By Annette Shailer

Claims that the social cost of alcohol is as high as $36 billion a year are grossly exaggerated and based on flawed research that “should play no part in informing health policy”, according to an Australian independent economic consulting firm.

Access Economics found multiple cases of bias and other problems in a survey that underpins much of the report The Range and Magnitude of Alcohol’s Harm to Others, which was commissioned by the Alcohol Education & Research Foundation (AERF).

Access Economics was commissioned by the National Alcohol Beverages Industries Council (NABIC) to review the report following its highly-publicised launch in August.

“We said at the time the figure of $36 billion was ludicrous and flew in the face of the researcher’s own warnings not to try to generate such a figure,” said NABIC spokesperson, Terry Mott.

“Now a comprehensive review has found flaws with the research methodology and other major costing issues. This only confirms concerns about the policy conclusions and media messages of the AERF.”

Access Economics director, Lynne Pezzullo, said there were three fundamental problems with the report.

“First, the research relies on the perceptions of a non-representative surveyed group of infrequent drinkers who have high rates of anxiety and depression and low rates of employment. An infrequent drinker may perceive another’s drinking as heavy or sporadic even if it is within healthy levels.
There is also substantial doubt that this skewed group can accurately assess whether strangers’ behaviour is due to alcohol or to something else, especially when survey questions relate to harms caused by ‘being woken up’ or other events where the stranger is not even sighted by the respondent.

“Second, in health economics it is very important to attribute the cost of events, such as road crashes, to all contributing factors. But this report ignores other risk factors, such as fatigue, speed, illicit drugs and road conditions, which can also be involved, and instead attributes all the costs of any crash where an operator has illegal blood alcohol to that cause alone. This error is made for other costs also, not just crashes, and so overstates harms many times over.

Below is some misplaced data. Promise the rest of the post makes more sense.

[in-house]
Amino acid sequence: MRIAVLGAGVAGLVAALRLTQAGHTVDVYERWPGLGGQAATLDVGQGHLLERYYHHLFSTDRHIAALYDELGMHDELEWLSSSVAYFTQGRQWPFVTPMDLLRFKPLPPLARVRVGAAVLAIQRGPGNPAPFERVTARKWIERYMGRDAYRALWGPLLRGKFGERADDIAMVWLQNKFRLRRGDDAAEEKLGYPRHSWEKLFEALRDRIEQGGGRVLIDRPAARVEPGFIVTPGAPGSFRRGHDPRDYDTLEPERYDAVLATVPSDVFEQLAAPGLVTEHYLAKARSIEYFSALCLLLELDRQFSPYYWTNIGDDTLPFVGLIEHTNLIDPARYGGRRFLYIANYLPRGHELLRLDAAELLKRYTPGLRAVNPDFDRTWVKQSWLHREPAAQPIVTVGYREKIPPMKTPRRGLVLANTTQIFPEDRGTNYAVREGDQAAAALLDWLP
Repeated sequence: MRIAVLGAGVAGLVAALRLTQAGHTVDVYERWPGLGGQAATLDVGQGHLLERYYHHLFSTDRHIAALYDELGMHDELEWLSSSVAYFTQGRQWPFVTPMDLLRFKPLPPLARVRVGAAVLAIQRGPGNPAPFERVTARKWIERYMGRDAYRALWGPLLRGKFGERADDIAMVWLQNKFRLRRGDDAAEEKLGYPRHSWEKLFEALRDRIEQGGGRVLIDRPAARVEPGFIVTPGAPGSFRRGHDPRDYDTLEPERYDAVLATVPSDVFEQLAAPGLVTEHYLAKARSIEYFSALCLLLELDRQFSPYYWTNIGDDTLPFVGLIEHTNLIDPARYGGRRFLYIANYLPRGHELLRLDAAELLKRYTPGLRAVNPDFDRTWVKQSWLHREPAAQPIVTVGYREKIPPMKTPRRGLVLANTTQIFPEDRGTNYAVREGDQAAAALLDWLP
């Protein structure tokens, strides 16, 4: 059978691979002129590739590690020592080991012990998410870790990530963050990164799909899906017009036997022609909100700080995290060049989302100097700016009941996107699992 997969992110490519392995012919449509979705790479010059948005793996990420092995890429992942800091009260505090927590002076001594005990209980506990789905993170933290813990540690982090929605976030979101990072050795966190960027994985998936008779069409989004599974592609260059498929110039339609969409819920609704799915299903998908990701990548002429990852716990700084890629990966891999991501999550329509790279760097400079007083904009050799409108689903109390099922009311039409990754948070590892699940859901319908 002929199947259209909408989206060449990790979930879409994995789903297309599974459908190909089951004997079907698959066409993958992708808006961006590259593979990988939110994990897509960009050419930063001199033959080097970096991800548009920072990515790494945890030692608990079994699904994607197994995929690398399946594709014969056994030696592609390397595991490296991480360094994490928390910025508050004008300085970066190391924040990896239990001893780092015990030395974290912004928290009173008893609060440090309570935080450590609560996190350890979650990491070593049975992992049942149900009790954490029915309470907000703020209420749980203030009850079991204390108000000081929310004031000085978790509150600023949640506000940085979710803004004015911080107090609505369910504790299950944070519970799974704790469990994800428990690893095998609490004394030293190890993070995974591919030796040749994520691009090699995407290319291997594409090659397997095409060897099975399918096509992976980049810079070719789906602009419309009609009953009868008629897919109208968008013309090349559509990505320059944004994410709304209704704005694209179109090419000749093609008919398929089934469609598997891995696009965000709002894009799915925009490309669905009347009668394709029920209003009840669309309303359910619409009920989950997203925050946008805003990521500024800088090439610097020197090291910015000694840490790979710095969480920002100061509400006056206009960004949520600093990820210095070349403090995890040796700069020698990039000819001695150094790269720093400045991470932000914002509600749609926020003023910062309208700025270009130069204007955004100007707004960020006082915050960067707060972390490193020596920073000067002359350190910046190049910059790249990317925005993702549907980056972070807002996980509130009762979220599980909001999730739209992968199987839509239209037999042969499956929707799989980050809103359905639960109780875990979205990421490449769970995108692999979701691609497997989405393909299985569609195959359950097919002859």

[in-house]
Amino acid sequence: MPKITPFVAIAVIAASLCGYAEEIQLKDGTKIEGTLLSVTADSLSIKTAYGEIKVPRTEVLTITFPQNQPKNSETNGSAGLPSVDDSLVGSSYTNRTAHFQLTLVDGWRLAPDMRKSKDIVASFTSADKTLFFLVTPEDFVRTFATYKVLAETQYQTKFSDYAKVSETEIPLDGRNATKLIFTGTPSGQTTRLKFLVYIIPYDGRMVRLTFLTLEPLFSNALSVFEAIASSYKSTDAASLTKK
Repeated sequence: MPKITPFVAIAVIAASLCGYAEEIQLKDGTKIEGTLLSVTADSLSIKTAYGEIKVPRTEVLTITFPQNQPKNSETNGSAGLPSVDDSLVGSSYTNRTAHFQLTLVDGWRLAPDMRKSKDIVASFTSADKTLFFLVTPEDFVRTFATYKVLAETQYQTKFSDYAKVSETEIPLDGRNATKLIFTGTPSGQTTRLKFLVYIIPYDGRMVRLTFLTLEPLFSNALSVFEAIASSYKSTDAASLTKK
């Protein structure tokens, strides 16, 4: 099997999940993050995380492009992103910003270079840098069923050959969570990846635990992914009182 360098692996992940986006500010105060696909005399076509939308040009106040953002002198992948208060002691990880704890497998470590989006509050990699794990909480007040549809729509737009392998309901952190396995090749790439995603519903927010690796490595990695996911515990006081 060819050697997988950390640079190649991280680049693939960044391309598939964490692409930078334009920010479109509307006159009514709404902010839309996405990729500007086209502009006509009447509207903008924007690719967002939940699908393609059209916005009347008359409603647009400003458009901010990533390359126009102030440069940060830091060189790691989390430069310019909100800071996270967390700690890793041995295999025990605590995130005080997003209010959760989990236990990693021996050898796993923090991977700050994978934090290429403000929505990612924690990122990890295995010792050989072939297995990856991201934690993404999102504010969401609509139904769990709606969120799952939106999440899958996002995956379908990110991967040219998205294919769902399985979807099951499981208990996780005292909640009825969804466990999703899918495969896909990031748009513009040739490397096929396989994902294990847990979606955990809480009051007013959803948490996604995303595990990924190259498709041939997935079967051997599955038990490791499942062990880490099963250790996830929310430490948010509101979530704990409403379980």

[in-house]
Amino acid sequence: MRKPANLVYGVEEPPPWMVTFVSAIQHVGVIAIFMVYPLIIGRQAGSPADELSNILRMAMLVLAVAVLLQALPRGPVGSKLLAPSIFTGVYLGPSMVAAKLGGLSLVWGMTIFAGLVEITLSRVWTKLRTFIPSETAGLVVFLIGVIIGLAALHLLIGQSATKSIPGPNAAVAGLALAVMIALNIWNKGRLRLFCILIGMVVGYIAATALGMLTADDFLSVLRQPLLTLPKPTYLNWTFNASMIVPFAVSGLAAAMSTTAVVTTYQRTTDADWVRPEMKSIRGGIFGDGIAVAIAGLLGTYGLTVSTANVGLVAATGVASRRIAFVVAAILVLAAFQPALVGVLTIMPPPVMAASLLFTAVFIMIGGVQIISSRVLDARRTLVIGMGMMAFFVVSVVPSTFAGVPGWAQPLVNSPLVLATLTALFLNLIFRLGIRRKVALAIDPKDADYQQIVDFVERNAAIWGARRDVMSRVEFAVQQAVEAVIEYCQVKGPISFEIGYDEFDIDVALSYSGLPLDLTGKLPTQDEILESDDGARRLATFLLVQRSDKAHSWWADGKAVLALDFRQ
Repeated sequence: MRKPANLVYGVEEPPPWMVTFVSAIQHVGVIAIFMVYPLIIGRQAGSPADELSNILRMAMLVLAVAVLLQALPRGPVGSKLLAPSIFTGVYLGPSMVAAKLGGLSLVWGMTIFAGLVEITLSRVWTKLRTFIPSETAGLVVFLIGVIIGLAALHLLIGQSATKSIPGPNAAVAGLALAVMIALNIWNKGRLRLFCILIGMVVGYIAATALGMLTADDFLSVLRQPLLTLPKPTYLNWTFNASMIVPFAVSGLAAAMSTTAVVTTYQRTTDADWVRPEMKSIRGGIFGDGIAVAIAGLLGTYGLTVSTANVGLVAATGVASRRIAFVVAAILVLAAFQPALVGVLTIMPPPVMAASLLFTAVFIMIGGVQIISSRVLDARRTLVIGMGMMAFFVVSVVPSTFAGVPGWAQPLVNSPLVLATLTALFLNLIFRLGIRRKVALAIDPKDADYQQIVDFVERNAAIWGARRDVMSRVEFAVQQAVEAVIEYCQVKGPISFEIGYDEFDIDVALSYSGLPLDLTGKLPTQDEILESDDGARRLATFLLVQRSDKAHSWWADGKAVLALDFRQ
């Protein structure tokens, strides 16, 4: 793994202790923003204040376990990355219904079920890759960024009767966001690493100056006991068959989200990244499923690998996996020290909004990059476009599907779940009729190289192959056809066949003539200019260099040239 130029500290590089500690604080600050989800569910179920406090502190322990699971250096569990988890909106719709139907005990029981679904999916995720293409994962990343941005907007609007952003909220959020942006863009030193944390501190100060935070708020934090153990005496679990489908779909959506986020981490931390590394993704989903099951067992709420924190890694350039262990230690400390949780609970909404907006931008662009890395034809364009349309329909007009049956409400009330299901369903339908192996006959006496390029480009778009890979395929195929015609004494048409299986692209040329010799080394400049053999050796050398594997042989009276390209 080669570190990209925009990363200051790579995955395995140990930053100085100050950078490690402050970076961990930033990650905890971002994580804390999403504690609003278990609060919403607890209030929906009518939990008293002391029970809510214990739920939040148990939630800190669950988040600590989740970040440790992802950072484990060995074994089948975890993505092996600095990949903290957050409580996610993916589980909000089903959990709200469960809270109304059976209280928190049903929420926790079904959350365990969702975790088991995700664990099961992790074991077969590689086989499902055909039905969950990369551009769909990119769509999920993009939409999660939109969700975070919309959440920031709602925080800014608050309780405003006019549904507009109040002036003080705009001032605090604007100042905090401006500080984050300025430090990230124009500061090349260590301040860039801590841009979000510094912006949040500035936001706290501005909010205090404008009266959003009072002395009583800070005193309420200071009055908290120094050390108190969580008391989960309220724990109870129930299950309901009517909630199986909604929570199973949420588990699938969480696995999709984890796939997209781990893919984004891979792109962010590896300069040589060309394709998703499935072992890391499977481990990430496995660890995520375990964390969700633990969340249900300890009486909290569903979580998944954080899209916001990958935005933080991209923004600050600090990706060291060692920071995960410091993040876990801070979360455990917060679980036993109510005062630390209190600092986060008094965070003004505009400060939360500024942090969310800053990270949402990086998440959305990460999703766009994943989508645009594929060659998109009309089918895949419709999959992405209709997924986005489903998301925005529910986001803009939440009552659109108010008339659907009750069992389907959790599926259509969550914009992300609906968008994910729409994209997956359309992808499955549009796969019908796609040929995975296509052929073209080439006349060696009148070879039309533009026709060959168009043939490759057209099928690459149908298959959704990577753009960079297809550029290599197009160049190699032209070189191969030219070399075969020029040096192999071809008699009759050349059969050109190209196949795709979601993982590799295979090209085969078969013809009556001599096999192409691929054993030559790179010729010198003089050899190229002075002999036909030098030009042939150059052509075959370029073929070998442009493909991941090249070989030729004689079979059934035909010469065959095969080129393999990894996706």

“Third, measures used to estimate the cost of lost ‘wellbeing’ are double-counted, and any detriment to healthy life is ascribed to alcohol – when it might well be due to the higher levels of anxiety and depression in the group, or indeed any other health condition, none of which were controlled for in the analysis. This $8.5 billion estimated cost component is thus completely invalid.”

The report also identifies a myriad of other errors, such as treating people who are not employed as though they were, and thus ascribing productivity losses to them.

“We do need to understand the true impact of alcohol consumption in the Australian community, but research must include cost-benefit analysis that weighs up the impact of alcohol abuse by some in the community with the benefits from responsible drinking by most Australians,” Pezzullo said.

“Responsible consumption also provides enjoyment value for many Australians, which in economics is measured by the amount they are prepared to pay – amounting to tens of billions of dollars in Australia. Yet such common sense is ignored by the AERF in its recommendations to tighten alcohol restrictions and increase taxation.”

Mott said the alcohol beverage industry accepts the fact that harm can be caused from the abuse of alcohol, but flawed research and miscalculated costings do nothing to help the industry, the public or policy makers understand the issues.

“Access Economics has confirmed that the AERF report is an unhelpful advocacy pitch, not scientific research,” he said. “It’s time to end the misleading publicity campaigns and commit to an evidence-based, collaborative approach to addressing problem drinking. The alcohol beverage industry is 100 per cent committed to these goals.”


The Shout Team

The leading online news service for Australia's beer, wine, spirits and hospitality industries.

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